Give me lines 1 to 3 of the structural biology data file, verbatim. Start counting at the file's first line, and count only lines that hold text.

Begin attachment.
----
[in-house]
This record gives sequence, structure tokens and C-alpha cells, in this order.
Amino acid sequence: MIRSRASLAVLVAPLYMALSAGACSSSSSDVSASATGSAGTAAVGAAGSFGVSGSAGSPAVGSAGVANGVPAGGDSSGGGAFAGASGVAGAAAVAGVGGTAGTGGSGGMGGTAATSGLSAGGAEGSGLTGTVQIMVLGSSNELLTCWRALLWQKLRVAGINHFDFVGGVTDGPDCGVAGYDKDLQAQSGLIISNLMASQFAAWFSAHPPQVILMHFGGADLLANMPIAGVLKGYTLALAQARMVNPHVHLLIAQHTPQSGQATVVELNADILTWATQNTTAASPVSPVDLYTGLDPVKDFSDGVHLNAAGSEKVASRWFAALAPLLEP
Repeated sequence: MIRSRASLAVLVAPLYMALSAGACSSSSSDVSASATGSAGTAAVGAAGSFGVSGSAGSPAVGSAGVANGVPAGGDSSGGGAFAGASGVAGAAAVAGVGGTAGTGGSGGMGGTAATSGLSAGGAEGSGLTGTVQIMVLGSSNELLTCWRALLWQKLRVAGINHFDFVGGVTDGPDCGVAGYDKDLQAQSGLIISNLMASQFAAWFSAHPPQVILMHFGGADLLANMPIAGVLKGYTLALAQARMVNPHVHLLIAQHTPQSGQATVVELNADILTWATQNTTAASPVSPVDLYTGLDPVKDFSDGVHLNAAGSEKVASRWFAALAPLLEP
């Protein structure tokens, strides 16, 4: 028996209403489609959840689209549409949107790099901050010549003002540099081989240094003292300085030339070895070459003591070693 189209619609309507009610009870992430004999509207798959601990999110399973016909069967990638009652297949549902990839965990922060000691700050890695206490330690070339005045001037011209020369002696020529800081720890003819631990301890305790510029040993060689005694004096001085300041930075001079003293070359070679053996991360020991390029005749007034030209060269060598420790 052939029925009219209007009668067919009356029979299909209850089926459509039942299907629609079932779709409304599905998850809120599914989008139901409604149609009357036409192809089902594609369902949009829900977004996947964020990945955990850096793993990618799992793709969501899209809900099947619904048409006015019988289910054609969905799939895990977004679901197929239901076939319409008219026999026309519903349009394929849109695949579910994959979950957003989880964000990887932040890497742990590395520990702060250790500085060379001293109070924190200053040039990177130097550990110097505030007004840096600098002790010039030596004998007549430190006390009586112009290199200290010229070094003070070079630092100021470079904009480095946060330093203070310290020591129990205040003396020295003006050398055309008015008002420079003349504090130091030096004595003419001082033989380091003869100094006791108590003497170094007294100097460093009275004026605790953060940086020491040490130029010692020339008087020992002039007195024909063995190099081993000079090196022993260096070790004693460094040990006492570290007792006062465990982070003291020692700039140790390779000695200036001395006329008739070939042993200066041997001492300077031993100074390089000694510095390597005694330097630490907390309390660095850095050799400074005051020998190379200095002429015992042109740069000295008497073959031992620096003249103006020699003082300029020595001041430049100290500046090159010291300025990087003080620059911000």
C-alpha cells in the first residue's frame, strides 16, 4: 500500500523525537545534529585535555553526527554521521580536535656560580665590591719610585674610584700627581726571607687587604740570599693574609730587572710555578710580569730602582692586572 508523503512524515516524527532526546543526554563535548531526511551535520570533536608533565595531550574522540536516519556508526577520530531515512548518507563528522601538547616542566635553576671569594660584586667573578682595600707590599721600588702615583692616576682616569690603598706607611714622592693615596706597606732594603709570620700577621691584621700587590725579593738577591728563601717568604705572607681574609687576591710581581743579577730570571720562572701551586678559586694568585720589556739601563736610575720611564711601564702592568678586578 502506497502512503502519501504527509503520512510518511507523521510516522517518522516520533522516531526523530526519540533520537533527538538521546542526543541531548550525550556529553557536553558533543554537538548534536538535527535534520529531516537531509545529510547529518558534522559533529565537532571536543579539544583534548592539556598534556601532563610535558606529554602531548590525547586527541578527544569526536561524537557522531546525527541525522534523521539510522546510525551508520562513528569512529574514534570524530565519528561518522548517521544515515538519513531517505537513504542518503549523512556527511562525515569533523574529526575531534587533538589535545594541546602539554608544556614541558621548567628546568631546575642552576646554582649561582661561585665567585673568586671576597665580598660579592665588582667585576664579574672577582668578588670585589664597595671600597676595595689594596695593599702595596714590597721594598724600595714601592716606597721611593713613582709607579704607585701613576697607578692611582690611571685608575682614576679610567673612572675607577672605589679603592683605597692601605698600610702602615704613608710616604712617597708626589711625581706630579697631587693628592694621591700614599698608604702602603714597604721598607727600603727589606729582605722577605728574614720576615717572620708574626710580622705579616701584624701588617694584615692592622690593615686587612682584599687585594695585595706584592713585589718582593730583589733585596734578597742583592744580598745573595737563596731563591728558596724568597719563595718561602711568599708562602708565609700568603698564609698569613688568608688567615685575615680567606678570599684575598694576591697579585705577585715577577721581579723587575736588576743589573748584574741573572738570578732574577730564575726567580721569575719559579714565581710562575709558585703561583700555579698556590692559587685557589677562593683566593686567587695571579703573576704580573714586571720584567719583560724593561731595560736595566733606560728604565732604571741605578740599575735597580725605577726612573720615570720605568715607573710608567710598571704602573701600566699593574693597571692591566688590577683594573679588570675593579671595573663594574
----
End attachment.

[in-house]
This record gives sequence, structure tokens and C-alpha cells, in this order.
Amino acid sequence: MIRSRASLAVLVAPLYMALSAGACSSSSSDVSASATGSAGTAAVGAAGSFGVSGSAGSPAVGSAGVANGVPAGGDSSGGGAFAGASGVAGAAAVAGVGGTAGTGGSGGMGGTAATSGLSAGGAEGSGLTGTVQIMVLGSSNELLTCWRALLWQKLRVAGINHFDFVGGVTDGPDCGVAGYDKDLQAQSGLIISNLMASQFAAWFSAHPPQVILMHFGGADLLANMPIAGVLKGYTLALAQARMVNPHVHLLIAQHTPQSGQATVVELNADILTWATQNTTAASPVSPVDLYTGLDPVKDFSDGVHLNAAGSEKVASRWFAALAPLLEP